A small group of British men of all colours, shapes and girths get together in a field not often associated with males. They have to overcome their own prejudices, to challenge orthodox notions of masculinity as well as to face objections from their family and friends. What they are doing raises a lot of eyebrows. They have to dance, rotate, swivel, do a little acrobatics and look entertaining for a large cheering audience. And they are wearing skimpy clothes. And the action culminates with a Tom Jones song. Sounds familiar? No, this is not Peter Cattaneo’s The Full Monty (1997). This is Oliver Parker’s Swimming with Men. Basically, the difference between the two is that the gear doesn’t come off at the end. And the Tom Jones song is It’s a Man’s World instead of You Can Leave Your Hat On.
Eric Scott (Rob Brydon) is having a mid-life crisis. He can no longer connect with his wife. He’s convinced that she’s cheating on him, and he feels intimidated that she has an elected job at the local council. His job as an accountant is banal and mundane. Swimming becoming his only venting outlet. He becomes part of an all-male, middle-aged, amateur synchronised swimming team, a sport normally associated with women. What initially looks like an uncompromising hobby suddenly becomes the central pillar of Eric’s life, a predicament not dissimilar to the other seven men’s. Then the unthinkable happens: the group is invited to take part in the unofficial World Championship of Male Synchronised Swimming. But could they win the tournament, thereby overcoming their personal fears and barriers and also honouring Britain with the unusual and novel prize?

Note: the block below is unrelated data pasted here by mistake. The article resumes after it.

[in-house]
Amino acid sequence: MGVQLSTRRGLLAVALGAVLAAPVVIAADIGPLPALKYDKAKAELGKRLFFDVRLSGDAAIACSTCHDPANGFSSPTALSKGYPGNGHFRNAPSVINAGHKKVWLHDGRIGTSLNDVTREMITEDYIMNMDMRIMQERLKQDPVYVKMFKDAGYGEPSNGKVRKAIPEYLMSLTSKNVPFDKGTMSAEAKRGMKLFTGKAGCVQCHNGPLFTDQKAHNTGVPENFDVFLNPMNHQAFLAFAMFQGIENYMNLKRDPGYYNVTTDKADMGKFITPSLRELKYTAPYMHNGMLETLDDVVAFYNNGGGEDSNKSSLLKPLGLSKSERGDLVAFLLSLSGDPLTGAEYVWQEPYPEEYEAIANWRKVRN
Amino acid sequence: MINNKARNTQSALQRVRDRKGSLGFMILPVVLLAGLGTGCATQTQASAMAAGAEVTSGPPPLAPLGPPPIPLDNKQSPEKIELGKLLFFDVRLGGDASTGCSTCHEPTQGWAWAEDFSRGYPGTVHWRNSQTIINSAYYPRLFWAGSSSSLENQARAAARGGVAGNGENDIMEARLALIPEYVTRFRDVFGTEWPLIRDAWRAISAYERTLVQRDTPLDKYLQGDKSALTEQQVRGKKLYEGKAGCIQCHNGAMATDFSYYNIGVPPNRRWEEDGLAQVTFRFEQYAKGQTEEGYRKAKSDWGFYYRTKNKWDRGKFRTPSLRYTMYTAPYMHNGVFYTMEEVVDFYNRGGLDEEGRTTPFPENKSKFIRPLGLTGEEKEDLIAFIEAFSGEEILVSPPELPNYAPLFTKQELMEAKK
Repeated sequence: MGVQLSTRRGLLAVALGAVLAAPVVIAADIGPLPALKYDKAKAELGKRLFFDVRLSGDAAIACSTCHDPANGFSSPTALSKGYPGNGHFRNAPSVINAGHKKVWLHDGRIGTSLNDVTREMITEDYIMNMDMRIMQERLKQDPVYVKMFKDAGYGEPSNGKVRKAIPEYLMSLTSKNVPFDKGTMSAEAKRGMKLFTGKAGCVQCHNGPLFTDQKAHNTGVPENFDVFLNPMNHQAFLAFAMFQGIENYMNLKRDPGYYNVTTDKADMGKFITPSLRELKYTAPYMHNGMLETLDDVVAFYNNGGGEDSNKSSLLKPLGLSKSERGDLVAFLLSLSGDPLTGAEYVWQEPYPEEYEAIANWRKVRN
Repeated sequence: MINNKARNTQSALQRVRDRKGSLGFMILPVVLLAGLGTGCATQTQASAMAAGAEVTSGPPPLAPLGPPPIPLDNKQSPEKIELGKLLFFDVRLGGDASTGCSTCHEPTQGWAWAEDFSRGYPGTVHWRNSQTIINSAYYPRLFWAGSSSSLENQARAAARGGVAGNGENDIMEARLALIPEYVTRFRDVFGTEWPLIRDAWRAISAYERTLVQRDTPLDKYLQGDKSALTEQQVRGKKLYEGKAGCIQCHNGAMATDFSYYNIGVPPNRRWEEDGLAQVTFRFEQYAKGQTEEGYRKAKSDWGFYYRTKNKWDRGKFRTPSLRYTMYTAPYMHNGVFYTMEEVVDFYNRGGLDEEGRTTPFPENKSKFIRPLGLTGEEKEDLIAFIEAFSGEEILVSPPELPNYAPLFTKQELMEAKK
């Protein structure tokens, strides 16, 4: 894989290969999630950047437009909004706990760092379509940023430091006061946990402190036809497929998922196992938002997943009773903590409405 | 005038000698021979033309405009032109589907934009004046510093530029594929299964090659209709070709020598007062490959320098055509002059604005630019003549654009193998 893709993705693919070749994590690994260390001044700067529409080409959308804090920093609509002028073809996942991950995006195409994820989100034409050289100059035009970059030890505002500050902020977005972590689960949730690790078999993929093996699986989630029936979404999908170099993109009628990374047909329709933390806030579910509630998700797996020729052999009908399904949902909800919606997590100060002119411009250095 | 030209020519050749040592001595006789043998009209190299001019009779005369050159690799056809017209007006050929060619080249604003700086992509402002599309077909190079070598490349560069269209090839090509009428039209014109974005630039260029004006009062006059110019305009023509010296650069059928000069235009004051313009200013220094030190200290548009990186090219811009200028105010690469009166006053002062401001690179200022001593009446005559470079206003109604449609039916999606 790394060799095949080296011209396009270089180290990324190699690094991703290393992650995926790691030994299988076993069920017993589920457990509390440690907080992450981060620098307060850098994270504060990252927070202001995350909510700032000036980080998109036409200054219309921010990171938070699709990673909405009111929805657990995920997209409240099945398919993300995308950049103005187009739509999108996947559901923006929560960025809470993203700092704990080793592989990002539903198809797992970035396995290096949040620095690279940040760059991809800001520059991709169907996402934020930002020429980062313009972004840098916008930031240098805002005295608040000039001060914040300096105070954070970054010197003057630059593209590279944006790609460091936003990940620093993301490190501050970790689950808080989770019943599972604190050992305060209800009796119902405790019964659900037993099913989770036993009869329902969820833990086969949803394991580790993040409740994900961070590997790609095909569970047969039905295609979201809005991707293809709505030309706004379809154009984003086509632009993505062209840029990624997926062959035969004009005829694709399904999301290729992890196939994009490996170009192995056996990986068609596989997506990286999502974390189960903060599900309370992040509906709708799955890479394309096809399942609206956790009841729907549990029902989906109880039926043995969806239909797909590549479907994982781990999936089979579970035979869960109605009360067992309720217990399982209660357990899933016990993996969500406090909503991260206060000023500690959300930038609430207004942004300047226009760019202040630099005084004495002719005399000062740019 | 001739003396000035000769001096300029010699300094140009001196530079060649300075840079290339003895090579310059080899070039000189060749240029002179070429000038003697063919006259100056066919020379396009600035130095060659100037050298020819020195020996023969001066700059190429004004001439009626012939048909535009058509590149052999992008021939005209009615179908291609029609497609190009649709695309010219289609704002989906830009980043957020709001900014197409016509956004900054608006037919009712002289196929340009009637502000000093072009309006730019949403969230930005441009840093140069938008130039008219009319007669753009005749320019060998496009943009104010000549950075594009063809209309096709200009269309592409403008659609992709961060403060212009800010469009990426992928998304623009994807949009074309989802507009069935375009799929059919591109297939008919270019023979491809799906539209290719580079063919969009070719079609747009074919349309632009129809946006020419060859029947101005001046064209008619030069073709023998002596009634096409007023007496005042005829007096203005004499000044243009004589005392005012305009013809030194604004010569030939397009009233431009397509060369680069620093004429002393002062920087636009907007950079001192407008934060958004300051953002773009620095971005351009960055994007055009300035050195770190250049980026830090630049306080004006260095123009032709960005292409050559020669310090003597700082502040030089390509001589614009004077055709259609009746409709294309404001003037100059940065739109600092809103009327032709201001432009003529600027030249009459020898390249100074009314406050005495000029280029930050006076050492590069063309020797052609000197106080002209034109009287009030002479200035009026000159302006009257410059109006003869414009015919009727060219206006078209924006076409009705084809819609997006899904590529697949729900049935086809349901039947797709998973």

Swimming With Men is a feel-good tale about ageing and finding redemption in sports. It has all the ingredients of a conventional romcom, such the sexually insecure protagonist seeking to rekindle some sort of affection, and finding an very awkward solution to the problem. There’s also a like bit of British patriotism, but thankfully not enough to poison anyone. The director was careful to avoid an all-English film by creating a Welsh character. The choice of Welsh singer Tom Jones to top the film soundtrack is no coincidence. Most significantly, this is a film that challenges ageism and body fascism. The eight males learn not to be embarrassed of their real bodies in all of their dirtylicious imperfections. There’s nothing ugly about “wilting like a flower”. It can be done gracefully and with confidence.
I am surprised that Swimming With Men only received a 12 certificate. I think that this is a film perfectly suitable for children. I don’t remember seeing drugs and discriminatory language. Perhaps it’s the bit about imitable behaviour! You probably wouldn’t want your children engaging in dangerous manly acrobatics, would you? I would hazard a guess the Oliver Parker was disappointed.
Swimming with Men is out in cinemas across the UK on Friday, July 5th. It’s out on VoD on Monday, November 5th